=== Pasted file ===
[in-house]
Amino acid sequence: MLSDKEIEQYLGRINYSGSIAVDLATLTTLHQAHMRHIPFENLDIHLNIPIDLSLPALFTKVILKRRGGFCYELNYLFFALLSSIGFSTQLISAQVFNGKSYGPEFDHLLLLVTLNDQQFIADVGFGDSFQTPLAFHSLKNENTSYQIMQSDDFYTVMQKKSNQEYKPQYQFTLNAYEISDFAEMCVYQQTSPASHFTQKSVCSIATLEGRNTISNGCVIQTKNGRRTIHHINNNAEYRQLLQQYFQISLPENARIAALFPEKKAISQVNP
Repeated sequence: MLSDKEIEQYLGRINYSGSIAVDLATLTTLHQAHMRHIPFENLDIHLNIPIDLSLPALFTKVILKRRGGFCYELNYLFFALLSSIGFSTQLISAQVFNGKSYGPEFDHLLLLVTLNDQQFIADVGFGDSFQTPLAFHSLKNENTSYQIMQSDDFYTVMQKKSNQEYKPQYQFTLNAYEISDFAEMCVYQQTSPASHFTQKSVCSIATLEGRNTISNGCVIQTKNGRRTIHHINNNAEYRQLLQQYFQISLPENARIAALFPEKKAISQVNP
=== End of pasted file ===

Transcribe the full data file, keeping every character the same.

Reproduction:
[in-house]
Amino acid sequence: MLSDKEIEQYLGRINYSGSIAVDLATLTTLHQAHMRHIPFENLDIHLNIPIDLSLPALFTKVILKRRGGFCYELNYLFFALLSSIGFSTQLISAQVFNGKSYGPEFDHLLLLVTLNDQQFIADVGFGDSFQTPLAFHSLKNENTSYQIMQSDDFYTVMQKKSNQEYKPQYQFTLNAYEISDFAEMCVYQQTSPASHFTQKSVCSIATLEGRNTISNGCVIQTKNGRRTIHHINNNAEYRQLLQQYFQISLPENARIAALFPEKKAISQVNP
Repeated sequence: MLSDKEIEQYLGRINYSGSIAVDLATLTTLHQAHMRHIPFENLDIHLNIPIDLSLPALFTKVILKRRGGFCYELNYLFFALLSSIGFSTQLISAQVFNGKSYGPEFDHLLLLVTLNDQQFIADVGFGDSFQTPLAFHSLKNENTSYQIMQSDDFYTVMQKKSNQEYKPQYQFTLNAYEISDFAEMCVYQQTSPASHFTQKSVCSIATLEGRNTISNGCVIQTKNGRRTIHHINNNAEYRQLLQQYFQISLPENARIAALFPEKKAISQVNP